“A…a kiss, and a free mug of ale, sir.”
Will shook his head reprovingly. “Like I said,” he replied, surprised to find himself enjoying the hint of a leer which had crept into his smile, “they lack imagination.”
“And wot would you ask for, then?”
Something in her face stopped him short for an instant while his anger evaporated. Kissing her would not undo whatever had happened between Elizabeth and Jack, and Will could not convince himself it would. He altered course.
He slid his fingers up her throat to graze her cheek, and then deftly worked the small gold hoop from one ear. He held it up to sparkle in the light.
“Perhaps a souvenir of the prettiest lady on Tortuga?” It was the sort of thing Jack might ask, after all.
She was definitely blushing now, and smiling widely. “You can have that and more, sir,” she said, and proceeded to kiss him enthusiastically, to the sound of the others’ impressed hoots and whistles.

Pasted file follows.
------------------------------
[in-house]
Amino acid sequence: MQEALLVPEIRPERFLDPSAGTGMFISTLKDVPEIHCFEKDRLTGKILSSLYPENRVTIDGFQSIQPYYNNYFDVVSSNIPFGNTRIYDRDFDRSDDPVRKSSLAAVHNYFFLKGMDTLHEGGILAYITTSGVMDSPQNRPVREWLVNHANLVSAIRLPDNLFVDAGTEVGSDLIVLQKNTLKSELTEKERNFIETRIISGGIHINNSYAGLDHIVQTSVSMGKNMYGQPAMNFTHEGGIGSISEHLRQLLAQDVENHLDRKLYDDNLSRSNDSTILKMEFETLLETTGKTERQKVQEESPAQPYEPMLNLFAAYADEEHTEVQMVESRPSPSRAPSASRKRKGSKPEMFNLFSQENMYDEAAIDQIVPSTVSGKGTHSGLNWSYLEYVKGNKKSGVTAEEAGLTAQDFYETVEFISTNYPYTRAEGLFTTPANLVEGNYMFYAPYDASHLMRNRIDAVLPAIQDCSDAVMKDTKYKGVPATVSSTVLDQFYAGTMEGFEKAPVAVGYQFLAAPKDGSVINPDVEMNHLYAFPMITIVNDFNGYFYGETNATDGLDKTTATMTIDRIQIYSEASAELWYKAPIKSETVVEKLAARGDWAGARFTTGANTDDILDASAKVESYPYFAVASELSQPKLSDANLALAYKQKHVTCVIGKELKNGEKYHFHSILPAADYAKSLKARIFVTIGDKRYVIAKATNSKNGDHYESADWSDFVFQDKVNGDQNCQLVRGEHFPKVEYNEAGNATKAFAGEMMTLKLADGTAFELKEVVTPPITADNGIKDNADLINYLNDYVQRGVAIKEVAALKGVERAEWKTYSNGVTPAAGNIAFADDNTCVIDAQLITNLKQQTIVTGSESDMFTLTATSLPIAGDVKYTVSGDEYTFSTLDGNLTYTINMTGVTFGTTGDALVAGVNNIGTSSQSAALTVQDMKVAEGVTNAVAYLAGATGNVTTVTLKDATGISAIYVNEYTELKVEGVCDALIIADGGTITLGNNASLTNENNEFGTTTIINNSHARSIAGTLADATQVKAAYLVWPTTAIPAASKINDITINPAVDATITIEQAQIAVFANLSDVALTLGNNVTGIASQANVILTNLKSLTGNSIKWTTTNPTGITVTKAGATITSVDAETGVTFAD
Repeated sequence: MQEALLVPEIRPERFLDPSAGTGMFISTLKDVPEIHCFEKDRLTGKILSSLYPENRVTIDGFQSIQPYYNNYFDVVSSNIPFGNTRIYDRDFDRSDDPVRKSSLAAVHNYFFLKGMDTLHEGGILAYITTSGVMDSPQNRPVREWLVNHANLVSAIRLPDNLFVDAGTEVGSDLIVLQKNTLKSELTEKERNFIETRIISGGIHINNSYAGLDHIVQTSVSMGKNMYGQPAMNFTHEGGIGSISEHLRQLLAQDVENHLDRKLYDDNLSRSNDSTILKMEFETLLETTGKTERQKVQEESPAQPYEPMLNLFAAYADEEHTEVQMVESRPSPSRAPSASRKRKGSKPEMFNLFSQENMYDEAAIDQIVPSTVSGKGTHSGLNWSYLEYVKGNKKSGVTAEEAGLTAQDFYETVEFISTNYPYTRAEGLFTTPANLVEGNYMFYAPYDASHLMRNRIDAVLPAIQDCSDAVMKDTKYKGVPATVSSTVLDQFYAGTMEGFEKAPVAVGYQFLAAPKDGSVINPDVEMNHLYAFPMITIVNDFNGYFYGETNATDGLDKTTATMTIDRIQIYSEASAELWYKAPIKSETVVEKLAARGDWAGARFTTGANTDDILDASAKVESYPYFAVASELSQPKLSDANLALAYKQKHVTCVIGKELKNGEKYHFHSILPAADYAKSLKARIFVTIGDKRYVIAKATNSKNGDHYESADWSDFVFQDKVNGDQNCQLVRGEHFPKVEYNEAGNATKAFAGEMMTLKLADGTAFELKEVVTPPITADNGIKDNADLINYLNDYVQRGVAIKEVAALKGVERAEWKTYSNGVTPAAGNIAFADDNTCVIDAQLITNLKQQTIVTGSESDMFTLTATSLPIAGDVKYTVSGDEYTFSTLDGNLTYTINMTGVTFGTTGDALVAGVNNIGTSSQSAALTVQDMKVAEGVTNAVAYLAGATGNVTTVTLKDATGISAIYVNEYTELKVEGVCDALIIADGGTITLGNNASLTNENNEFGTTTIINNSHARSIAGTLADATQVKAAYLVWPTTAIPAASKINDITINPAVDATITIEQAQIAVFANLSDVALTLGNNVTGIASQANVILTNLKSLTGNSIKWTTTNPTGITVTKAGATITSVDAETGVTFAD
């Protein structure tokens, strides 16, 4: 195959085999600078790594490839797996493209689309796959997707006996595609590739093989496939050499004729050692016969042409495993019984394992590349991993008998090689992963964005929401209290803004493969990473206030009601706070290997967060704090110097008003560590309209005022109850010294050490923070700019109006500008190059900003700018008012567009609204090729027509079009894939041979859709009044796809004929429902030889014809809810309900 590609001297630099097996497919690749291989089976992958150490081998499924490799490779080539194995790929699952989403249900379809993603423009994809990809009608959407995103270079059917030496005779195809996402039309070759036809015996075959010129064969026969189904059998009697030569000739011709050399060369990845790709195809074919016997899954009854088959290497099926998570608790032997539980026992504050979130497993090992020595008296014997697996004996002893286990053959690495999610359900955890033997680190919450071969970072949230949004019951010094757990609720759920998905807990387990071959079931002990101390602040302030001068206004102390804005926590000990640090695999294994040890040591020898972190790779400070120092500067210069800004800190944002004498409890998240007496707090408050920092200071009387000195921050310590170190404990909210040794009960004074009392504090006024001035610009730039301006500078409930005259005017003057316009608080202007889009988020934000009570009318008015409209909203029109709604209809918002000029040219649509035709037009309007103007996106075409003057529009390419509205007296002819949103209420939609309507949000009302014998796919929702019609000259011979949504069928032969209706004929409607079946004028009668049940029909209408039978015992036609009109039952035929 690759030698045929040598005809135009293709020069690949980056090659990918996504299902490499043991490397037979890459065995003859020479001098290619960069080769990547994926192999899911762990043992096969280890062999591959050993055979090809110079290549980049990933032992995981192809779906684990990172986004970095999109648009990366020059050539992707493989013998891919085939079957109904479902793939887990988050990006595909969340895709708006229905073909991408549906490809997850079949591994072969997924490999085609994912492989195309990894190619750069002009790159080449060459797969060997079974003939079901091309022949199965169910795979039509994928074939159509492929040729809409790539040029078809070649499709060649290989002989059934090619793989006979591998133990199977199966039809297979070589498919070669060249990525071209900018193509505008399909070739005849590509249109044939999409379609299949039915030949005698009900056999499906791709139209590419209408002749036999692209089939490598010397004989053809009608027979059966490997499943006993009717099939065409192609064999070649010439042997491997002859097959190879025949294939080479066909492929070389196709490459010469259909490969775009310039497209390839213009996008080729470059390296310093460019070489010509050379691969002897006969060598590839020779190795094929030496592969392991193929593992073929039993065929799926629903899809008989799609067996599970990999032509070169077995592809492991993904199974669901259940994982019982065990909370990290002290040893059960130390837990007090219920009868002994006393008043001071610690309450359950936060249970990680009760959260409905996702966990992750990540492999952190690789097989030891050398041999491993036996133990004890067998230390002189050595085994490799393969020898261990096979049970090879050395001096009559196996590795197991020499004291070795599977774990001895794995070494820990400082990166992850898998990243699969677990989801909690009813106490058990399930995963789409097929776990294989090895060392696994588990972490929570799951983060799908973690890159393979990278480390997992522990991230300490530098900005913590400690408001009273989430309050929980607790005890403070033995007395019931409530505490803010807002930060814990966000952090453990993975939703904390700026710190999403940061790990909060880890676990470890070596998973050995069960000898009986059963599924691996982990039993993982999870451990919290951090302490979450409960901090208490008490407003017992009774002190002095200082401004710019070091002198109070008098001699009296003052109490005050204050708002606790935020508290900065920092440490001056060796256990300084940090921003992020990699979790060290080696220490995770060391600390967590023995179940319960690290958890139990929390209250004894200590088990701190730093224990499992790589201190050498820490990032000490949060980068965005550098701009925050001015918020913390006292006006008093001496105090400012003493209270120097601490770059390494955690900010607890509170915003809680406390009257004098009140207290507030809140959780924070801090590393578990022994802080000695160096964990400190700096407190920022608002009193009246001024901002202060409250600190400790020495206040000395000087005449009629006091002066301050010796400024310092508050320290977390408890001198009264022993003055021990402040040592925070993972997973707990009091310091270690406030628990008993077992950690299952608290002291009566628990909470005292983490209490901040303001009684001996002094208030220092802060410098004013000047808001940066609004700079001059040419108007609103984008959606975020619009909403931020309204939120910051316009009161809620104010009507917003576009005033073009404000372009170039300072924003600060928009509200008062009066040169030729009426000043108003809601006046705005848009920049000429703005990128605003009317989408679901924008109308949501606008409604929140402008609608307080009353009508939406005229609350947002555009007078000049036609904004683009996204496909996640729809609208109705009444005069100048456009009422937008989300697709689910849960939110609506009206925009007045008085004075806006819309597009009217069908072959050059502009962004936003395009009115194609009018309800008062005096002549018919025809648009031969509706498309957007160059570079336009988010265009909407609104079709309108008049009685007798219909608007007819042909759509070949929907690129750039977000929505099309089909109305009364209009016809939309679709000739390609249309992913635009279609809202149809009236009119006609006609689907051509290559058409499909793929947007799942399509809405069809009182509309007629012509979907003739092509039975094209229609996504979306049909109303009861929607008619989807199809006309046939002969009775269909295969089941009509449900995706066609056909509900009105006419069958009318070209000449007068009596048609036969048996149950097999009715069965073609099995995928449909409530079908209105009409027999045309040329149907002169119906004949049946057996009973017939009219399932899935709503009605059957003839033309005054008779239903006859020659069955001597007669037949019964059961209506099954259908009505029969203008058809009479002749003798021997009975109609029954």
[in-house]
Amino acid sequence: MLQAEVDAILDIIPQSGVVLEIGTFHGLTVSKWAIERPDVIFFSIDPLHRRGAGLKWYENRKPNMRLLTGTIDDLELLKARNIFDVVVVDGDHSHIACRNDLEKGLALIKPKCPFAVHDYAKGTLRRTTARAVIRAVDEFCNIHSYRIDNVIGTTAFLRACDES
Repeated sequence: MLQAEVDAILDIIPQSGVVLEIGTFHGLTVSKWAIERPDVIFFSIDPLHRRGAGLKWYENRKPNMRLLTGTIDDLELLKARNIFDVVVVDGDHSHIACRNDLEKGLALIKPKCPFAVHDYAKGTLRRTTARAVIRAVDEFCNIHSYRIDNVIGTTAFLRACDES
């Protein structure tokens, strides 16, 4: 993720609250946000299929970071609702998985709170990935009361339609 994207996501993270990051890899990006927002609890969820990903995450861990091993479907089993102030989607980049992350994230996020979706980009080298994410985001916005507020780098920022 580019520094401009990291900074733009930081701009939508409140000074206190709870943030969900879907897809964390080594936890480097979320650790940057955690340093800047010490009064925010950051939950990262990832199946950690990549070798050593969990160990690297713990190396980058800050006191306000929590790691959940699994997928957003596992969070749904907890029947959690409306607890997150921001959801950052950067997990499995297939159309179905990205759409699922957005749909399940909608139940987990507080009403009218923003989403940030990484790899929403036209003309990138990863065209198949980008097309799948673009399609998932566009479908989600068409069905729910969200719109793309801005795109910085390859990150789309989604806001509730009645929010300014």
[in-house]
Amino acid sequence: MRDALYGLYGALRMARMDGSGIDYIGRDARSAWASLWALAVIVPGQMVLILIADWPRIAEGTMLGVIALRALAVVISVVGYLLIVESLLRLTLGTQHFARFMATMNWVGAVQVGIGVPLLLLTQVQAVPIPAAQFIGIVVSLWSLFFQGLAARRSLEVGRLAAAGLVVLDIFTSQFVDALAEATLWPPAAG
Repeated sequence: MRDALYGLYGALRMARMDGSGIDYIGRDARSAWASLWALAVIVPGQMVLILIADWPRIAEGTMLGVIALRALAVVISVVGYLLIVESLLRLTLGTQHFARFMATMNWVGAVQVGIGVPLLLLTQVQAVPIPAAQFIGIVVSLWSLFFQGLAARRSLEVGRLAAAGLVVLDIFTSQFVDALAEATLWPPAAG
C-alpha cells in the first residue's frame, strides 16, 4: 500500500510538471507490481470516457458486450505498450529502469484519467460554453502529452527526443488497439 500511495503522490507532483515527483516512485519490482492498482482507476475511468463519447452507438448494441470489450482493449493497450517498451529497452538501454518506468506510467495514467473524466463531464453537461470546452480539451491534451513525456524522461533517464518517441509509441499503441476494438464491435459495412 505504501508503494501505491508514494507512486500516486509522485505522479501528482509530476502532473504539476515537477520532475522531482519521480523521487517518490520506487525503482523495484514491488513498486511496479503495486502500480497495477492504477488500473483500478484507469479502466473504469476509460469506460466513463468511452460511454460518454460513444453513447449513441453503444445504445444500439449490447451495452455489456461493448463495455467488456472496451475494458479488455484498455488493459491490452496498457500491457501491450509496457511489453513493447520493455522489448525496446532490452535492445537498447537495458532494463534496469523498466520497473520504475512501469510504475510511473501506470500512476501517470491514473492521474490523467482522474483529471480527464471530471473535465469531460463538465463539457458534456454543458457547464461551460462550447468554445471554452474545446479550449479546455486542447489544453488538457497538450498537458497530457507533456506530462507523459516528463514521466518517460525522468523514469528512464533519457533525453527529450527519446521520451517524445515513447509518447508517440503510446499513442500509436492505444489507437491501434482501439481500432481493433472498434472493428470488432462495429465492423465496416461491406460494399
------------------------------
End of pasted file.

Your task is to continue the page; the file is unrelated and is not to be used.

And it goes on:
When Elizabeth returned with the rest of the ragtag bunch an hour later, Will was contentedly working through the basic sword forms with Ragetti, a single gold hoop flashing among the fall of his hair as he lunged.
“An earring, Will?” Elizabeth raised her eyebrows. “What for?”
Will hadn’t quite decided how to explain—but he didn’t really think he ought to have to, either. He smiled.
“Will?” she repeated, but Ragetti was the one to answer.
“That’s a reward,” he said emphatically, and when she arched those merciless eyebrows a second time, he elaborated, “for demonstration of proper piratical behavior, that is.”
She glanced at Will as the others snickered, and he shrugged.
“Pirate,” he said.
~ ~ ~ ~ ~ ~ ~ ~
4) They made it as far as the north African coast on the strength of Barbossa’s cunning and their pooled resources. Frankly, Will was a little surprised that these two things had gotten them even that far, and wondered a little if Tia Dalma’s mumbled incantations mightn’t also have had something to do with it. It now seemed, however, that they were stuck for a new source of income.